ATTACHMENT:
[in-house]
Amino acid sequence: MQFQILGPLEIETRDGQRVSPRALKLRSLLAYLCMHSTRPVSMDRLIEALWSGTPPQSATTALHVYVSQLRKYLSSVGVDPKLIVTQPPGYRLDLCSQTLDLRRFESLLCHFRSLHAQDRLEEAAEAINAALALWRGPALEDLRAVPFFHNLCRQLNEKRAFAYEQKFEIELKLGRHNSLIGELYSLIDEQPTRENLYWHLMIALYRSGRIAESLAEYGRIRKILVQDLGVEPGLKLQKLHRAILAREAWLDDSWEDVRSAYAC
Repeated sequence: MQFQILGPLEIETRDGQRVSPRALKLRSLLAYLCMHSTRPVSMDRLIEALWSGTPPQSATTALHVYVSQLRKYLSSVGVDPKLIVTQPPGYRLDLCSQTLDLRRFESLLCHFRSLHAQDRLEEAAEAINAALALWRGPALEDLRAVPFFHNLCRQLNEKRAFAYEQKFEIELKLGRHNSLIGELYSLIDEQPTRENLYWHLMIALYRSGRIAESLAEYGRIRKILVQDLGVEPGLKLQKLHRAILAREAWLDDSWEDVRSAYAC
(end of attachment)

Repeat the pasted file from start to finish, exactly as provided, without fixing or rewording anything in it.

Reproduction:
[in-house]
Amino acid sequence: MQFQILGPLEIETRDGQRVSPRALKLRSLLAYLCMHSTRPVSMDRLIEALWSGTPPQSATTALHVYVSQLRKYLSSVGVDPKLIVTQPPGYRLDLCSQTLDLRRFESLLCHFRSLHAQDRLEEAAEAINAALALWRGPALEDLRAVPFFHNLCRQLNEKRAFAYEQKFEIELKLGRHNSLIGELYSLIDEQPTRENLYWHLMIALYRSGRIAESLAEYGRIRKILVQDLGVEPGLKLQKLHRAILAREAWLDDSWEDVRSAYAC
Repeated sequence: MQFQILGPLEIETRDGQRVSPRALKLRSLLAYLCMHSTRPVSMDRLIEALWSGTPPQSATTALHVYVSQLRKYLSSVGVDPKLIVTQPPGYRLDLCSQTLDLRRFESLLCHFRSLHAQDRLEEAAEAINAALALWRGPALEDLRAVPFFHNLCRQLNEKRAFAYEQKFEIELKLGRHNSLIGELYSLIDEQPTRENLYWHLMIALYRSGRIAESLAEYGRIRKILVQDLGVEPGLKLQKLHRAILAREAWLDDSWEDVRSAYAC